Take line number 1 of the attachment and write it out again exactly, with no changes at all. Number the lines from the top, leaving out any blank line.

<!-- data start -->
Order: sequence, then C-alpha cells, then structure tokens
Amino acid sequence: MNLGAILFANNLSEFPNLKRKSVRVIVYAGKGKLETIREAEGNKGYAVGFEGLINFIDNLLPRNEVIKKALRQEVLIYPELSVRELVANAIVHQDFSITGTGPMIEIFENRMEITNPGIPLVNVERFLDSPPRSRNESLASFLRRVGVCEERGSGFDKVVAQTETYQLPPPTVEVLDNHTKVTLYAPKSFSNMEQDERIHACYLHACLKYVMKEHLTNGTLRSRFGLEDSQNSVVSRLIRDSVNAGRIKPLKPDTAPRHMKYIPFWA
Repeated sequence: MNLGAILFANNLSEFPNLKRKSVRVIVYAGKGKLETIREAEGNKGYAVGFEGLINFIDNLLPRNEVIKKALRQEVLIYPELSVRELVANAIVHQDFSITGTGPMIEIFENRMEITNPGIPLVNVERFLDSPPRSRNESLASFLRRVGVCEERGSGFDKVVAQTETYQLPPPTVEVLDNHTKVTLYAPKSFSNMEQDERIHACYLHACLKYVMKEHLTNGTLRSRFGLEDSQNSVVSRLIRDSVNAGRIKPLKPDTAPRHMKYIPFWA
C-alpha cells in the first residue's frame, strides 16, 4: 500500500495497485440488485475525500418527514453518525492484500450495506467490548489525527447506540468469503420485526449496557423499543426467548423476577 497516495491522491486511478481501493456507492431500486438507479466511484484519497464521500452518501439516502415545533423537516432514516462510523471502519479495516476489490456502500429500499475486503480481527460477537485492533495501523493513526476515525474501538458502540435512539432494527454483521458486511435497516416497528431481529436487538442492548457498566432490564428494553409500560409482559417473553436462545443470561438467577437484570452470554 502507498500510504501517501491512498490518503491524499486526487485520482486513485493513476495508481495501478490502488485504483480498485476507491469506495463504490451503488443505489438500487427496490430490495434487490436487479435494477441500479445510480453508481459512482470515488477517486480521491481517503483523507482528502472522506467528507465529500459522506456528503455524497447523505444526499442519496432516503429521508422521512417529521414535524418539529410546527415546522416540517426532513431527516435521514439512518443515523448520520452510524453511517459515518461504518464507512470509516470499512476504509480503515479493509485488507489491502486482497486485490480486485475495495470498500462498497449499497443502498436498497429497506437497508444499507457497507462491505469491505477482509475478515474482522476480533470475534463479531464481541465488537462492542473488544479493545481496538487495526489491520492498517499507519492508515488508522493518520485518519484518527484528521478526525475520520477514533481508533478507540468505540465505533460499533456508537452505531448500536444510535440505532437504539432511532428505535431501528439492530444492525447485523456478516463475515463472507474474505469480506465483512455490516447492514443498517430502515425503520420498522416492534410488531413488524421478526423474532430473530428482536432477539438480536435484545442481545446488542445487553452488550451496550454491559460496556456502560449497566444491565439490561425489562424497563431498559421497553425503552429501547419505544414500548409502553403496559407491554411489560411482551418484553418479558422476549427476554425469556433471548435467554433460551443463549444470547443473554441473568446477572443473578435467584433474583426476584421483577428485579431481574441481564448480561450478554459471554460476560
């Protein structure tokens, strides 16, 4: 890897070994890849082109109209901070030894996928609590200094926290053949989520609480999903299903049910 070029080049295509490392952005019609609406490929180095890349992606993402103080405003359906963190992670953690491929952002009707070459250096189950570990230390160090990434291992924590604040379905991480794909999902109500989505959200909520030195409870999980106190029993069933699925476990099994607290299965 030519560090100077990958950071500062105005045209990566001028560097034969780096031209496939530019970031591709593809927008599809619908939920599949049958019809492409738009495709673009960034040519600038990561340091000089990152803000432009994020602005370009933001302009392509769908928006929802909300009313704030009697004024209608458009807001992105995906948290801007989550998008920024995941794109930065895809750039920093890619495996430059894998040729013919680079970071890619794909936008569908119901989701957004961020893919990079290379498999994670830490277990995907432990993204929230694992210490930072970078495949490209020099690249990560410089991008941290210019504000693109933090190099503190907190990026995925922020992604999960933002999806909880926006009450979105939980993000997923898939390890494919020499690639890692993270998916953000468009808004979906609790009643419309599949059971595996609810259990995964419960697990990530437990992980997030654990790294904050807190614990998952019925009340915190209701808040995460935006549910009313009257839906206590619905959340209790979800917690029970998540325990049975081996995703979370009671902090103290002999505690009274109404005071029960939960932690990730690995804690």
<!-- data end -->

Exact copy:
Order: sequence, then C-alpha cells, then structure tokens